Labyrinth

January 10, 2012

Labyrinth of hair: David Bowie

Near the beginning of Labyrinth, an adolescent girl given to flights of fancy is stuck baby-sitting her baby brother. As he wails into the night, she tries telling him a fairy story; then gives up and proclaims that she wishes he would be kidnapped by goblins.

Let this be a lesson to you: Don’t make such proclamations casually. The babe is forthwith spirited away by ugly little gnomes, who take the kid to the castle located in Goblin City in the heart of a huge, apparently unsolvable labyrinth.

The rest of the movie is the girl’s quest to retrieve her brother, by passing through a maze of false walls, trap doors, and special effects.

She must also pass by a host of creatures from a menagerie concocted by Jim Henson, the man behind the Muppets, who also directed the film. Henson, that is, not the Muppets.

Although newcomer Jennifer Connelly holds the screen for most of the film, and David Bowie contributes his persuasive presence (and a few songs) as the prince of the warlocks, the creatures are the true stars. Labyrinth, like Henson’s The Dark Crystal, is torn between being a real movie and being a vehicle for bigger, more outlandish Muppets.

It’s fairly successful either way. The beasts include a goblin smitten with Connelly but beholden to Bowie; a lurching behemoth who resembles an orangutan with horns; a perky one-eyed terrier who carries on the chivalric code; various worms, birds, and creatures who play basketball with their own heads; trolls; and a guy with a peacock on his noggin.

They’re fun, although Henson doesn’t appear to be breaking any new ground, in terms of design. In fact, some of the designs and ideas are reminiscent of the work of Maurice Sendak, who is mentioned in a curious personal acknowledgment in the end credits.

Much of the fun comes from the humor with which the creatures are endowed. Henson and screenwriter Terry Jones (a Monty Python writer-performer) put a sardonic spin on much of the material, which is otherwise a familiar adventure tale of imagination, questing, and growing up.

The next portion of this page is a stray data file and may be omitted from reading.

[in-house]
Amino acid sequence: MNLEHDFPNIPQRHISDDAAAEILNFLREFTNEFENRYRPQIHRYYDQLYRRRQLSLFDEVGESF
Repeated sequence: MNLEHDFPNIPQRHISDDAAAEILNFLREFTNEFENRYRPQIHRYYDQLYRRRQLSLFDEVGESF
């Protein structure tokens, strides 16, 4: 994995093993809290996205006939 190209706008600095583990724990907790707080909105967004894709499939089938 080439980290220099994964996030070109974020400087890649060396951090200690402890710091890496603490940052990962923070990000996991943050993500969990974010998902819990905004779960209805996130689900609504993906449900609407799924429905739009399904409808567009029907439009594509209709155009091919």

Take the talking rocks, for instance, which warn the heroine to turn back from the castle. They don’t appreciate the derogatory comments from Connelly and her troll guide, and the rocks explain, in the stentorian voices, that they’re just doing their jobs. Can they get on with it? In rolling tones and then a milder voice: “The path you take will lead to certain destruction. Thank you very much.”

The world of the labyrinth is skillfully mounted, by Henson’s troupe and George Lucas’s Industrial Light and Magic, the special effects wizards (Lucas is the film’s executive producer). Their greatest feat: the Bog of Eternal Stench, a flatulent swamp. You can almost smell it, although even George Lucas hasn’t figured out a way to pull off this trick—not that you’d want him to, in this case.

For all the spiffy effects and breakneck pace, Labyrinth doesn’t get deeply or meaningfully into its myth, not even in the way that Lucas’s Star Wars films did. It’s an enjoyable maze to find your way through, but unlike the heroine, you never find anything at this labyrinth’s center.

First published in the Herald, June 28, 1986

Yesterday was David Bowie’s birthday—impeccable timing, right? Only a day late. I have never revisited this movie, which makes me an exception to its many fans. I have no doubt that if Labyrinth is viewed at the age of ten, it makes a lasting Ozian impression, but it never lived like that for me. Yet now I want to see it again. Damn you, Eighties website!


Follow

Get every new post delivered to your Inbox.